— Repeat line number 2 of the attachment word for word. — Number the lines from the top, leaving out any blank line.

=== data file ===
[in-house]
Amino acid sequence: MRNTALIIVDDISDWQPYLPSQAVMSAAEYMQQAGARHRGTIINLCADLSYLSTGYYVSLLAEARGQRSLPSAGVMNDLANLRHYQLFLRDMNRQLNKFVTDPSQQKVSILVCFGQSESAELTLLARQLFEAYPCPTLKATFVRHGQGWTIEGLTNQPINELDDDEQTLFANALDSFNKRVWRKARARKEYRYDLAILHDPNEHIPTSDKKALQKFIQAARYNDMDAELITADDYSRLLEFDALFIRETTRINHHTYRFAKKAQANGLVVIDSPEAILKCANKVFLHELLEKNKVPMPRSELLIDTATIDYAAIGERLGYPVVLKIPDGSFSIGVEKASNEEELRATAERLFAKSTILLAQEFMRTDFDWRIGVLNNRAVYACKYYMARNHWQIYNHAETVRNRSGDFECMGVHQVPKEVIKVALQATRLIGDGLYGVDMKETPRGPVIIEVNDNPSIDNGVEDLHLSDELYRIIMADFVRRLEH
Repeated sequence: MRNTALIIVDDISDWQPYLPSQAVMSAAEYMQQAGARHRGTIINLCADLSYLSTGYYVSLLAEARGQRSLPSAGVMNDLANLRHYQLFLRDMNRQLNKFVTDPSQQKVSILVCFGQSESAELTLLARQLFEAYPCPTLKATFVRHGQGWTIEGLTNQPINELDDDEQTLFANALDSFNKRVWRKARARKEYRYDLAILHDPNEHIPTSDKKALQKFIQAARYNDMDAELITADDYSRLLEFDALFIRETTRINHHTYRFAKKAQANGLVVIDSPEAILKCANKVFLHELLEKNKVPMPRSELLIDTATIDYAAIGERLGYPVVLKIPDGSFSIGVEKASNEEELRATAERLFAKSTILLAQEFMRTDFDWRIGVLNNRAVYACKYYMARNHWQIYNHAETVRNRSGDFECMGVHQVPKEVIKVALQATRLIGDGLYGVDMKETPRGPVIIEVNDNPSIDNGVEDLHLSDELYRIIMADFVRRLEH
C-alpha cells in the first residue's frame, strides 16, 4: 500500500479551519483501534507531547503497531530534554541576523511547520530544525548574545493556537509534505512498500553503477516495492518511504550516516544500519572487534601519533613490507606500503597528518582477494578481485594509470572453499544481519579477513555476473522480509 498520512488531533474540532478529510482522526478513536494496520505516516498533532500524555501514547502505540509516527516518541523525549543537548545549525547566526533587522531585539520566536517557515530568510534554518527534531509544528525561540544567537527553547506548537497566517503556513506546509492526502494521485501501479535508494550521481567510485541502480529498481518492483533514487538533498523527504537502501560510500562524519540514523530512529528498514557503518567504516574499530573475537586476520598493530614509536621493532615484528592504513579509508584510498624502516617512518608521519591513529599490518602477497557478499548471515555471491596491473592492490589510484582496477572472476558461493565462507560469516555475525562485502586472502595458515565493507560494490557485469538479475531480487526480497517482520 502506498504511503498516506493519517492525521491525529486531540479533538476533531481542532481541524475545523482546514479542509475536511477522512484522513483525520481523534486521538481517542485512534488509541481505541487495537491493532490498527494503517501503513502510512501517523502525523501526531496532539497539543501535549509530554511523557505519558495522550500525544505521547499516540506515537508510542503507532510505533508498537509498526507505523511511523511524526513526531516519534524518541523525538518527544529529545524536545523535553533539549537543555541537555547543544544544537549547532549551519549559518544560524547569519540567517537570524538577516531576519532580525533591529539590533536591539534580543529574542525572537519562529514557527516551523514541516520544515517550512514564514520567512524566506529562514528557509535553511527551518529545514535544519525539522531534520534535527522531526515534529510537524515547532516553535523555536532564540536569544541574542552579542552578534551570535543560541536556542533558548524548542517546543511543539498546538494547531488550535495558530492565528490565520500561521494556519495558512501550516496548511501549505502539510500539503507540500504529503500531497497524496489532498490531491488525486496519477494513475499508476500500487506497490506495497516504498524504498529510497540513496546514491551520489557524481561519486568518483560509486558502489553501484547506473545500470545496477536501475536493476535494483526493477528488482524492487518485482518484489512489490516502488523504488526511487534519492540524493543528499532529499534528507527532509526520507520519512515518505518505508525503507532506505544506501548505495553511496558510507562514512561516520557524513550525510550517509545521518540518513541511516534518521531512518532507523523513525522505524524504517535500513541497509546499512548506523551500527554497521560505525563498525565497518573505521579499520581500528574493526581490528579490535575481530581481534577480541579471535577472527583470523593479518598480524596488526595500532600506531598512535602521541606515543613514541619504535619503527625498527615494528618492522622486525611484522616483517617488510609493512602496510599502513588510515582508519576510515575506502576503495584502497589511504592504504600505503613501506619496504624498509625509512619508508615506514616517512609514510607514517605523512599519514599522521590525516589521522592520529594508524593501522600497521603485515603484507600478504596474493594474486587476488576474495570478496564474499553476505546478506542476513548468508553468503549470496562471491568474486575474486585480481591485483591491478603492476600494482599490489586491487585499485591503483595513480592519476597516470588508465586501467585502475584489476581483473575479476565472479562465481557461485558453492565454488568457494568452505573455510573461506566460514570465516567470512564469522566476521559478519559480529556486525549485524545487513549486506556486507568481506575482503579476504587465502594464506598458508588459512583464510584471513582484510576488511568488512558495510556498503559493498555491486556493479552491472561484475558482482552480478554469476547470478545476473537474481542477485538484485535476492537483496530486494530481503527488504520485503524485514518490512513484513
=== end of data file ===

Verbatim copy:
Amino acid sequence: MRNTALIIVDDISDWQPYLPSQAVMSAAEYMQQAGARHRGTIINLCADLSYLSTGYYVSLLAEARGQRSLPSAGVMNDLANLRHYQLFLRDMNRQLNKFVTDPSQQKVSILVCFGQSESAELTLLARQLFEAYPCPTLKATFVRHGQGWTIEGLTNQPINELDDDEQTLFANALDSFNKRVWRKARARKEYRYDLAILHDPNEHIPTSDKKALQKFIQAARYNDMDAELITADDYSRLLEFDALFIRETTRINHHTYRFAKKAQANGLVVIDSPEAILKCANKVFLHELLEKNKVPMPRSELLIDTATIDYAAIGERLGYPVVLKIPDGSFSIGVEKASNEEELRATAERLFAKSTILLAQEFMRTDFDWRIGVLNNRAVYACKYYMARNHWQIYNHAETVRNRSGDFECMGVHQVPKEVIKVALQATRLIGDGLYGVDMKETPRGPVIIEVNDNPSIDNGVEDLHLSDELYRIIMADFVRRLEH